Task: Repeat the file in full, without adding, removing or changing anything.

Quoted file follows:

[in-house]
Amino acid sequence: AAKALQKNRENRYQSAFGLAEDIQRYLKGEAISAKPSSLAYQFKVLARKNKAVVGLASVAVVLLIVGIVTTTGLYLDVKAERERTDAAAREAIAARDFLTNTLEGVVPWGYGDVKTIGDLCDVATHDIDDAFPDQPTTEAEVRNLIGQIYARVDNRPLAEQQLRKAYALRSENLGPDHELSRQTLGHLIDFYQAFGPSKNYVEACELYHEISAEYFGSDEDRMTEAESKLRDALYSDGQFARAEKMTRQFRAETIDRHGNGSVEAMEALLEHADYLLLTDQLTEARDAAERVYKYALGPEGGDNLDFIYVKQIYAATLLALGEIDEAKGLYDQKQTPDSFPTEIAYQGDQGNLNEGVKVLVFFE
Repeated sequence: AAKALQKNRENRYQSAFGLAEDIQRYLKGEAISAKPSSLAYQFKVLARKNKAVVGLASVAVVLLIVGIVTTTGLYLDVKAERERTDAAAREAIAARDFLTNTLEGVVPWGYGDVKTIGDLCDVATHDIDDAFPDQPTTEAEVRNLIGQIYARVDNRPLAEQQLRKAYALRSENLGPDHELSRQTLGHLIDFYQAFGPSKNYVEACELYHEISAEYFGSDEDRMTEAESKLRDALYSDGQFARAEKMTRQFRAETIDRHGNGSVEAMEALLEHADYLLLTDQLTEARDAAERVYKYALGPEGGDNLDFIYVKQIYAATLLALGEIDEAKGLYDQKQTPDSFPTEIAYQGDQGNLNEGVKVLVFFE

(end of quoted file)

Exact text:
[in-house]
Amino acid sequence: AAKALQKNRENRYQSAFGLAEDIQRYLKGEAISAKPSSLAYQFKVLARKNKAVVGLASVAVVLLIVGIVTTTGLYLDVKAERERTDAAAREAIAARDFLTNTLEGVVPWGYGDVKTIGDLCDVATHDIDDAFPDQPTTEAEVRNLIGQIYARVDNRPLAEQQLRKAYALRSENLGPDHELSRQTLGHLIDFYQAFGPSKNYVEACELYHEISAEYFGSDEDRMTEAESKLRDALYSDGQFARAEKMTRQFRAETIDRHGNGSVEAMEALLEHADYLLLTDQLTEARDAAERVYKYALGPEGGDNLDFIYVKQIYAATLLALGEIDEAKGLYDQKQTPDSFPTEIAYQGDQGNLNEGVKVLVFFE
Repeated sequence: AAKALQKNRENRYQSAFGLAEDIQRYLKGEAISAKPSSLAYQFKVLARKNKAVVGLASVAVVLLIVGIVTTTGLYLDVKAERERTDAAAREAIAARDFLTNTLEGVVPWGYGDVKTIGDLCDVATHDIDDAFPDQPTTEAEVRNLIGQIYARVDNRPLAEQQLRKAYALRSENLGPDHELSRQTLGHLIDFYQAFGPSKNYVEACELYHEISAEYFGSDEDRMTEAESKLRDALYSDGQFARAEKMTRQFRAETIDRHGNGSVEAMEALLEHADYLLLTDQLTEARDAAERVYKYALGPEGGDNLDFIYVKQIYAATLLALGEIDEAKGLYDQKQTPDSFPTEIAYQGDQGNLNEGVKVLVFFE